The blogger Slacktivist has a periodic series of posts he titles “Smart people saying smart things,” where he links to and quotes from a handful of solid pieces by other writers. I’ve happened across several great posts recently, so I’m going to steal his approach and modify it a bit here.
A really good discussion of how things change when you got published, and how to bear in mind that meeting you may be a really big deal for a reader of yours — yes, even if you don’t think of yourself as being all that famous. If they love your work, they love your work, and it doesn’t matter if you haven’t sold as much as Author A or won as many awards as Novelist N. And while trying to be extraordinary for them may be daunting, you don’t have to be; simply meeting you is out of the ordinary. All you have to do is be a good kind of out of the ordinary — i.e., remember that this may mean more to them than it does to you, and don’t be a jackass. Also, if somebody’s a fan of your work, respect that; don’t grind down their joy by grinding yourself down in front of them. They may love a short story you’re embarrassed by. They may praise the exact thing you wish you could revise out of your last novel. That’s okay. Accept their delight as the gift it is.
I also want to call out one specific thing Mary Robinette said, about taking advantage of people. We see this cropping up a lot in allegations of sexual harassment: some guys are knowingly and maliciously using their social power to get what they want, but others are the equivalent of that guy with the enormous backpack who turns around without first checking to make sure there’s clearance for it. They don’t realize the pressure they’re applying simply by opening their mouths — and because they don’t realize it, they may apply it harmfully. We’re social monkeys; we like to do favors for the shiny monkeys, because then some of their shine rubs off on us. If you’re a published author and you ask a fan to do something for you, pay attention to what you’re doing. Don’t exploit their goodwill. Don’t ask them to do things that will be burdensome, or if you do, make sure you compensate them fairly. Always thank them.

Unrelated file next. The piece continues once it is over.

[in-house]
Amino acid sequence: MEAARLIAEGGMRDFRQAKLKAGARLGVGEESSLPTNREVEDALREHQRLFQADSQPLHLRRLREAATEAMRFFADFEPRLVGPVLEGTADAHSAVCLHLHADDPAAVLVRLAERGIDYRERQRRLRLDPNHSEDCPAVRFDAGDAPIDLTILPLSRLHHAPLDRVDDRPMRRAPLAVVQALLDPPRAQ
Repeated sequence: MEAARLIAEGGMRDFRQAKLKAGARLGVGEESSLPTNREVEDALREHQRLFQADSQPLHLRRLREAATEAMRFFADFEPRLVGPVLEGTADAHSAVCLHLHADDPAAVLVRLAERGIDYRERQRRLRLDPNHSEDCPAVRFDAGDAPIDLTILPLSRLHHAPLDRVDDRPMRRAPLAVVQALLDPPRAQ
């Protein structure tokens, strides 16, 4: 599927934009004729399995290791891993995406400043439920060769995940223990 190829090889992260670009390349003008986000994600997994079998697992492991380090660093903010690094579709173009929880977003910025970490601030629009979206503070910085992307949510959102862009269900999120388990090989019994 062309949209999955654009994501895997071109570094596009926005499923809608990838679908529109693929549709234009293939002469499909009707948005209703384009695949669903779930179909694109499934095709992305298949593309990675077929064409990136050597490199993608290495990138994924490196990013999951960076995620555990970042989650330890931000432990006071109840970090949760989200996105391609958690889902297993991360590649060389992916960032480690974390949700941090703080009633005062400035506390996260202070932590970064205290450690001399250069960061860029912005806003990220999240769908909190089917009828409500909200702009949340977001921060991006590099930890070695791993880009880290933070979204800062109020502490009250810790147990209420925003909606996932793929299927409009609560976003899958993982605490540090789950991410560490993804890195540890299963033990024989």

A potted history of the different ways internet culture has dealt with trolls across its brief history, and why it keeps on burning us out. What she says about the internet changing so fast — I honestly hadn’t even heard the term “cancel” used in that context yet, because I am out on the very edge of the social media pond, and those ripples hadn’t yet reached me. But this lays out very clearly how we haven’t yet figured out a good way of dealing with social interaction online, and the effects that’s having on other parts of our lives, including the way we interact with narrative media. I don’t know what the solution is, but I hope one exists, and that we find it sooner rather than later. Because the anthropologist in my looks at what we’ve got and wonders how long we’re going to lurch along in a car that’s on fire before we either fix it or decide as a society that getting where we’re going faster isn’t worth the third-degree burns we suffer along the way.
Palmer means stoicism in the specific philosophical sense, not a general “grit your teeth and bear it” approach. I don’t know much about philosophy, so the majority of her post was news to me, and very interesting — tangentially the part about stoicism as a metaphysics, but more to the point, stoicism as ethics. She makes some good points about why it is well-suited to being the philosophy of those in power, and why even for the downtrodden it can be both a wonderful lifeline and a dangerous trap, encouraging us simply to accept the world the way it is, rather than striving to change it. And it also makes me think about writing fiction, and the unexamined assumptions that can be hard to get around in your worldbuilding . . . like the idea that we can change the world, not just in a localized sense, but a general progress one. Humans didn’t always have that idea, and it’s easy to forget that.
What happens when the “Tiffany problem” isn’t about small things like plausible medieval women’s names but rather the lived experience of people around you. I like her point about physical intuition, and how reading broadly can help us build up the kind of instinctive understanding that helps us process what is and is not likely to be true in other people’s lives. It’s an angle on the subject of empathy I haven’t seen before, and reminds me of a thing I’m still flailing at in the New Worlds Patreon, which is how to explain the instinctive feeling I have that some kinds of worldbuilding hang together plausibly and others don’t. Fundamentally, the answer is that I’ve read a lot about a lot of different cultures, so I have that intuition about the ways they work; I’m not sure it’s possible to boil that intuition down to a checklist of questions to ask, without doing the reading first.
(Also, this essay gives me some additional vocabulary to talk about what skills I still lack in the kitchen, so hey, bonus.)